Looking to the future in a saturated market, what's next for ASCs?

The ASC market's future is crowded with surgery centers competing for patients and health systems acquiring practices, many centers are looking for ways to standout.

Becker's ASC Review spoke with two industry on what's next for ASCs in the competitive marketplace. Sean McSweeney, president of Apache Health, and Scott Jackson, Henry Schein Medical, Senior Director Ambulatory Surgery Centers, shared their insights.

Note: These responses were edited slightly for grammar and clarity.

Question: With the ASC market approaching saturation, what does the future hold for the industry?

Sean McSweeney:

There were [approximately] 86 new ASCs in 2016 [out of] a total of approximately 5,260 [ASCs in the nation]. This means there was an increase of only 1.6 percent [regarding new] centers last year. Market saturation has been achieved.

Combine this information with several other things including:

  • 56 percent of the payer mix being commercial, according to VMG Health's Multi-Specialty ASC Intellimarker 2017 Survey
  • A rise in awareness around surprise balance billing and legal attempts to curb this in many states
  • A rise in narrow networks
  • Patients becoming more educated and aware of the costs of healthcare and tools to calculate expected costs
  • Insurance companies making reimbursement at ASCs more difficult in the last few years, with increased documentation requirements and capped day rates, among other efforts.

Surgery centers are basically a capacity utilization game; the cost per procedure on a marginal cost basis is not great, but the fixed costs and overhead are very high. If centers can do a lot of volume, they are immensely profitable. If they cannot, they will fold.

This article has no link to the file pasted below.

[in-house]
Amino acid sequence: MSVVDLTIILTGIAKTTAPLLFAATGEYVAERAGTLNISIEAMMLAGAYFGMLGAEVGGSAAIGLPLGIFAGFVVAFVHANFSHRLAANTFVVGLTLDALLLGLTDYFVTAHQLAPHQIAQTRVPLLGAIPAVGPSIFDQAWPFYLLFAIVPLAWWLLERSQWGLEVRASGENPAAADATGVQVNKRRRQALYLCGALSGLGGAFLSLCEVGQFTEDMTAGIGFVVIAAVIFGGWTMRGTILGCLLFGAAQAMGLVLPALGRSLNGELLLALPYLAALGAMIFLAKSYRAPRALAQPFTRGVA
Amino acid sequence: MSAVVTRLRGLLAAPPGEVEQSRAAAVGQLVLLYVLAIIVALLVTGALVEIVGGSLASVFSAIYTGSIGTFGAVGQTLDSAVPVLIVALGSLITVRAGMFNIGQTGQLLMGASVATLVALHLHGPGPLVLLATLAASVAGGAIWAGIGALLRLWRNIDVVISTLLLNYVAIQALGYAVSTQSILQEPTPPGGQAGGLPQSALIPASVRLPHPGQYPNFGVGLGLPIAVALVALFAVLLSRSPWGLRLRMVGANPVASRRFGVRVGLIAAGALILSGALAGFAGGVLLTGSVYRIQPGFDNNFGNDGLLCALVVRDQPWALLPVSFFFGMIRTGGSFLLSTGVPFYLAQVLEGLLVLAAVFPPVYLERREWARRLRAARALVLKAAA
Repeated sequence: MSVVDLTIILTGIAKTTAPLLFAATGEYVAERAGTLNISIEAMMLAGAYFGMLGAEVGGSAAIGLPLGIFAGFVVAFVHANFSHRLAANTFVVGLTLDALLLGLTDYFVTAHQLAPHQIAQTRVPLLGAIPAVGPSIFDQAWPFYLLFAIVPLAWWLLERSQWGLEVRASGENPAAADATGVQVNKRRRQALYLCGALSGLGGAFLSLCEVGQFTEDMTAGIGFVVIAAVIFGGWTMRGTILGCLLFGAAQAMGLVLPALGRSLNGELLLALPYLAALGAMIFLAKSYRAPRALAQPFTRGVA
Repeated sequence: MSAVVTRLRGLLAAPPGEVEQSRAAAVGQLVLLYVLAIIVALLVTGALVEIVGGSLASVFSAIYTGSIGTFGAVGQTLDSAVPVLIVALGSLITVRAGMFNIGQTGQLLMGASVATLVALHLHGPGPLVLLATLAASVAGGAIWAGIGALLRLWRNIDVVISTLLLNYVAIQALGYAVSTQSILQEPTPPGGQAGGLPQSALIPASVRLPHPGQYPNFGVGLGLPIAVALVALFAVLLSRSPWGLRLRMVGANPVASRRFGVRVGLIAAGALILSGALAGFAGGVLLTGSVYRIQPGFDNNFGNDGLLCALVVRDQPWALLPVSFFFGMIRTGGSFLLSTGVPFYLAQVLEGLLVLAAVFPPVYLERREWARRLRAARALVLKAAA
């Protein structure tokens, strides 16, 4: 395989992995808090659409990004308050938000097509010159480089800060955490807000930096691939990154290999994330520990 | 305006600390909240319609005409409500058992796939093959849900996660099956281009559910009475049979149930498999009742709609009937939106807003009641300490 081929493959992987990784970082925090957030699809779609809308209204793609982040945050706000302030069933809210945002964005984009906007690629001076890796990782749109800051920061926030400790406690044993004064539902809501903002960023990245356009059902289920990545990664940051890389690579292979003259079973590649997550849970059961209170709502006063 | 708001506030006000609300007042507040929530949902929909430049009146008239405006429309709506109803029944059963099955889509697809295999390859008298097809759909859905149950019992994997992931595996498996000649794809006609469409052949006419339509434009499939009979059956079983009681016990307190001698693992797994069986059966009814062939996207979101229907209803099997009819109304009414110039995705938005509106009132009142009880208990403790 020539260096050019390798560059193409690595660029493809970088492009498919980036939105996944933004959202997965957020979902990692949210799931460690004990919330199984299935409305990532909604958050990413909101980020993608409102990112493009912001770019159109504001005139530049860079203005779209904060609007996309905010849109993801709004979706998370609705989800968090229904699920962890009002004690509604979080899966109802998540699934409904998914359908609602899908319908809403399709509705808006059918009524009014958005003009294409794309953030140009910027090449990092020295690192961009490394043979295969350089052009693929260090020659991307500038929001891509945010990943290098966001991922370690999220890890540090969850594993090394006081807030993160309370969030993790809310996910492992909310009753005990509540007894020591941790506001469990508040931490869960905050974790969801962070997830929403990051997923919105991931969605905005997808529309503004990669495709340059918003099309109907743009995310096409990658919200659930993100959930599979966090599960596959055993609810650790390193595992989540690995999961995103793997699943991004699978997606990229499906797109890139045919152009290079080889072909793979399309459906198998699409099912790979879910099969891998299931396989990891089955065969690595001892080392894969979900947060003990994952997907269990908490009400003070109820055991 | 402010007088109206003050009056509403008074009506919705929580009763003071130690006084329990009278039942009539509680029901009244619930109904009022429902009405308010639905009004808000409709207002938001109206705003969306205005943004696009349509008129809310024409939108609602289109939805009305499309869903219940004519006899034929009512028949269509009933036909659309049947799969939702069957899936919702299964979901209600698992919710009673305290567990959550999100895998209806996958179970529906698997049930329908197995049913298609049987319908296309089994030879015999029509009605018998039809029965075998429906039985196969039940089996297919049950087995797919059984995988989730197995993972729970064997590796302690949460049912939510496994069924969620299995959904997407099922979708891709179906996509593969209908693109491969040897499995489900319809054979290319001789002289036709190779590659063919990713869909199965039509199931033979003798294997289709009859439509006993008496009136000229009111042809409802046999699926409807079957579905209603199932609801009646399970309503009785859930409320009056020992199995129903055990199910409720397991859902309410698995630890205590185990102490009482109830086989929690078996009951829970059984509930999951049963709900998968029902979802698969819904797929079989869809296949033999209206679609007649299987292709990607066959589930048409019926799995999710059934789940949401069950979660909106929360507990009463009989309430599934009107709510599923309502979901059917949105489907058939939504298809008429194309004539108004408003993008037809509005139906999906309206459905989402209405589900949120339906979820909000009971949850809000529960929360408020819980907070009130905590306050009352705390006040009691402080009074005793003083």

We are increasingly seeing ASCs in the market polarizing to either very full or highly underutilized. Many that were full in past years have dropped as much as 90 percent in volume as the business shifted to other centers.

We expect more consolidation where doctors become part owners or participate financially in the ASC, or move their business elsewhere. We eventually expect some of the massive growth in the number of ASCs we saw a decade ago to reverse itself. There will be a contraction in the number of facilities with overall increased average utilization and profitability going up.

Scott Jackson:

ASC market saturation can be attributed to the diminished availability of surgeons, which, in part, is due to the acquisition of physician practices by hospitals.

Once a hospital acquires a physician practice, that physician/surgeon is more like to take his or her cases to the hospital, as opposed to the ASC. (Hospitals acquired 31,000 physician practices, a 50 percent increase, from 2012 to 2015, according to an analysis released by the Physicians Advocacy Institute last year).

On a more positive note, the number of procedures permitted in an ASC by CMS has grown exponentially.

Given these trends, ASCs should look outside of the traditional box, and consider the following to help attract surgeons.

  • How do you market your practice? Is your website current? Is your social media and search engine optimization plan in place?
  • Is your facility up to date, with newer/innovative tools for your surgeons to utilize?
  • Do your staff members help or hinder your ability to attract and retain surgeons at your center?
  • What new procedures have you brought on over the past two-to-three years, and what other procedures could you add?

These considerations, along with others, can help play a central role in growing ASCs' surgeon pool, and subsequent case volumes.


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